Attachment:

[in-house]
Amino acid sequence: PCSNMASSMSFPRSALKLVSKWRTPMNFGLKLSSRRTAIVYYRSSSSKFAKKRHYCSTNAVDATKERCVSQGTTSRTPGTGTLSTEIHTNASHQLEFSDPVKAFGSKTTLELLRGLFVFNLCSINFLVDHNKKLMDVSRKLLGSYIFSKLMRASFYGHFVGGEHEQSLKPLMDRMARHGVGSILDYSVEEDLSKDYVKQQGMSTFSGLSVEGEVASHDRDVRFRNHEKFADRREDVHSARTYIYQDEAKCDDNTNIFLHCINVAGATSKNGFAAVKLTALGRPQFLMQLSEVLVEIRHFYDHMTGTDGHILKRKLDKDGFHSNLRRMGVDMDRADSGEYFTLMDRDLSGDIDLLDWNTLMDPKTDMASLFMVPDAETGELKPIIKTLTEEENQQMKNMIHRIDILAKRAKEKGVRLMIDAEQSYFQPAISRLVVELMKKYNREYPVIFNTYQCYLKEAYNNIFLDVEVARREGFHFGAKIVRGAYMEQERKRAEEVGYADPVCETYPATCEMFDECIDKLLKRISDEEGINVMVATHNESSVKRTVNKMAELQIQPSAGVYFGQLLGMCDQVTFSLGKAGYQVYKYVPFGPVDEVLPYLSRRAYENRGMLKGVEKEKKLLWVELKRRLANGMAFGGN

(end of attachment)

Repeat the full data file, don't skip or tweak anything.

[in-house]
Amino acid sequence: PCSNMASSMSFPRSALKLVSKWRTPMNFGLKLSSRRTAIVYYRSSSSKFAKKRHYCSTNAVDATKERCVSQGTTSRTPGTGTLSTEIHTNASHQLEFSDPVKAFGSKTTLELLRGLFVFNLCSINFLVDHNKKLMDVSRKLLGSYIFSKLMRASFYGHFVGGEHEQSLKPLMDRMARHGVGSILDYSVEEDLSKDYVKQQGMSTFSGLSVEGEVASHDRDVRFRNHEKFADRREDVHSARTYIYQDEAKCDDNTNIFLHCINVAGATSKNGFAAVKLTALGRPQFLMQLSEVLVEIRHFYDHMTGTDGHILKRKLDKDGFHSNLRRMGVDMDRADSGEYFTLMDRDLSGDIDLLDWNTLMDPKTDMASLFMVPDAETGELKPIIKTLTEEENQQMKNMIHRIDILAKRAKEKGVRLMIDAEQSYFQPAISRLVVELMKKYNREYPVIFNTYQCYLKEAYNNIFLDVEVARREGFHFGAKIVRGAYMEQERKRAEEVGYADPVCETYPATCEMFDECIDKLLKRISDEEGINVMVATHNESSVKRTVNKMAELQIQPSAGVYFGQLLGMCDQVTFSLGKAGYQVYKYVPFGPVDEVLPYLSRRAYENRGMLKGVEKEKKLLWVELKRRLANGMAFGGN